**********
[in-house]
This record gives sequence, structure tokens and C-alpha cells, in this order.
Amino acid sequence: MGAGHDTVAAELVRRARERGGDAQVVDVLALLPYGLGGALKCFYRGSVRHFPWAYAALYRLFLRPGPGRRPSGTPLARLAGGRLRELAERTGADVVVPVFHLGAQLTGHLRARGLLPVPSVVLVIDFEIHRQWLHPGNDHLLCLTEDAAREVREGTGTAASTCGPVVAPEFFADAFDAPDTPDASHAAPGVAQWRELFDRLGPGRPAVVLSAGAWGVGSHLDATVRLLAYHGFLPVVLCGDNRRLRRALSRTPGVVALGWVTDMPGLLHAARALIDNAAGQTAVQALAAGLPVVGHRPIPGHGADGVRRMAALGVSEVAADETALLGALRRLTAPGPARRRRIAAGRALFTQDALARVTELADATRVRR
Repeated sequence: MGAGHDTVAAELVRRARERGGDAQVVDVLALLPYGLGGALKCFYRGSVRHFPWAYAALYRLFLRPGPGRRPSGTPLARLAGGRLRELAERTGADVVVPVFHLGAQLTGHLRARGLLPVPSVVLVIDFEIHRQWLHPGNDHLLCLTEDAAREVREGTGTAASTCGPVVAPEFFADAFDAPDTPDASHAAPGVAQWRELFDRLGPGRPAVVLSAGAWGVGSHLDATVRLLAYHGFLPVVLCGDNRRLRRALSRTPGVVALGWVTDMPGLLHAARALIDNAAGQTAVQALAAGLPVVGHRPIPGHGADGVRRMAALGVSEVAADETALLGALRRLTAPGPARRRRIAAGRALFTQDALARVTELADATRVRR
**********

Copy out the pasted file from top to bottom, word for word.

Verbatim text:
[in-house]
This record gives sequence, structure tokens and C-alpha cells, in this order.
Amino acid sequence: MGAGHDTVAAELVRRARERGGDAQVVDVLALLPYGLGGALKCFYRGSVRHFPWAYAALYRLFLRPGPGRRPSGTPLARLAGGRLRELAERTGADVVVPVFHLGAQLTGHLRARGLLPVPSVVLVIDFEIHRQWLHPGNDHLLCLTEDAAREVREGTGTAASTCGPVVAPEFFADAFDAPDTPDASHAAPGVAQWRELFDRLGPGRPAVVLSAGAWGVGSHLDATVRLLAYHGFLPVVLCGDNRRLRRALSRTPGVVALGWVTDMPGLLHAARALIDNAAGQTAVQALAAGLPVVGHRPIPGHGADGVRRMAALGVSEVAADETALLGALRRLTAPGPARRRRIAAGRALFTQDALARVTELADATRVRR
Repeated sequence: MGAGHDTVAAELVRRARERGGDAQVVDVLALLPYGLGGALKCFYRGSVRHFPWAYAALYRLFLRPGPGRRPSGTPLARLAGGRLRELAERTGADVVVPVFHLGAQLTGHLRARGLLPVPSVVLVIDFEIHRQWLHPGNDHLLCLTEDAAREVREGTGTAASTCGPVVAPEFFADAFDAPDTPDASHAAPGVAQWRELFDRLGPGRPAVVLSAGAWGVGSHLDATVRLLAYHGFLPVVLCGDNRRLRRALSRTPGVVALGWVTDMPGLLHAARALIDNAAGQTAVQALAAGLPVVGHRPIPGHGADGVRRMAALGVSEVAADETALLGALRRLTAPGPARRRRIAAGRALFTQDALARVTELADATRVRR